"Well, of course if he is to be there, it will make it interesting," returned her mother, in a tone in which lurked an admission of relief. Emily wondered if she had wanted to go somewhere else and had been firmly directed toward Mallowe by her daughter.

"We heard a great deal of him in London this season," Mrs. Brooks went on.

Miss Cora Brooke laughed.

"We heard that at least half a dozen people were determined to marry him," she remarked with pretty scorn. "I should think that to meet a girl who was indifferent might be good for him."

"Don't be too indifferent, Cora," said her mother, with ingenuous ineptness.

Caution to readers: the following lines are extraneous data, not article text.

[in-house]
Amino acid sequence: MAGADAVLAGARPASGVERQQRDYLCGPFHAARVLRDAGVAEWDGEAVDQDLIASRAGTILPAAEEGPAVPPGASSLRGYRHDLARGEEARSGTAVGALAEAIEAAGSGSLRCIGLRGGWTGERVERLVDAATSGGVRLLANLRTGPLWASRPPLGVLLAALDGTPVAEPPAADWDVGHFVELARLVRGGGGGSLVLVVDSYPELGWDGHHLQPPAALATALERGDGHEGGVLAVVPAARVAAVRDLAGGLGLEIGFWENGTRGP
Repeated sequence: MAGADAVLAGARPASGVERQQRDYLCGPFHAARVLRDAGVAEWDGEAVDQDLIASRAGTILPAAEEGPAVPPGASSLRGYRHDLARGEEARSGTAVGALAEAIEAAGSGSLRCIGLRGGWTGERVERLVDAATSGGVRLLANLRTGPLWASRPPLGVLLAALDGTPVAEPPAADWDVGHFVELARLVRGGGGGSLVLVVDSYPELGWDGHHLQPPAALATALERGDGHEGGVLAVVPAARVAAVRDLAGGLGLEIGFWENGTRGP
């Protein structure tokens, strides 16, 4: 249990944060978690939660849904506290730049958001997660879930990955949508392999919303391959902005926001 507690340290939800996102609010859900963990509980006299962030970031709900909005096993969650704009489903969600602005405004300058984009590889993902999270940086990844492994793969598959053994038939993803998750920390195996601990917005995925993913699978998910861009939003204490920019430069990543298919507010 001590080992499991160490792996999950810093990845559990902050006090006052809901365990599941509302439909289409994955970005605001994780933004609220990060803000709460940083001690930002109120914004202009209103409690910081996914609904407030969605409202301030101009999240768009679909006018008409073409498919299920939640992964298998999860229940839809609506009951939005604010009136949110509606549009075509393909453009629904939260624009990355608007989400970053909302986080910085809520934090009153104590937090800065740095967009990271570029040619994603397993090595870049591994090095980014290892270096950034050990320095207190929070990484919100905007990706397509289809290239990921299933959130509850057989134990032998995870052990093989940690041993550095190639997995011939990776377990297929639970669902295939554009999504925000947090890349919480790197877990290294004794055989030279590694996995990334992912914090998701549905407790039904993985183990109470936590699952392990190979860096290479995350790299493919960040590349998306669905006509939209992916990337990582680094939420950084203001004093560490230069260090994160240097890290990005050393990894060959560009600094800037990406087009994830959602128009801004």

It was a very stupid bit of revelation, and Miss Brooke's eyes flashed. If Emily Fox-Seton had been a sharp woman, she would have observed that, if the role of indifferent and piquant young person could be made dangerous to Lord Walderhurst, it would be made so during this visit. The man was in peril from this beauty from Cincinnati and her rather indiscreet mother, though upon the whole, the indiscreet maternal parent might unconsciously form his protection.

But Emily only laughed amiably, as at a humorous remark. She was ready to accept almost anything as humour.

"Well, he would be a great match for any girl," she said. "He is so rich, you know. He is very rich."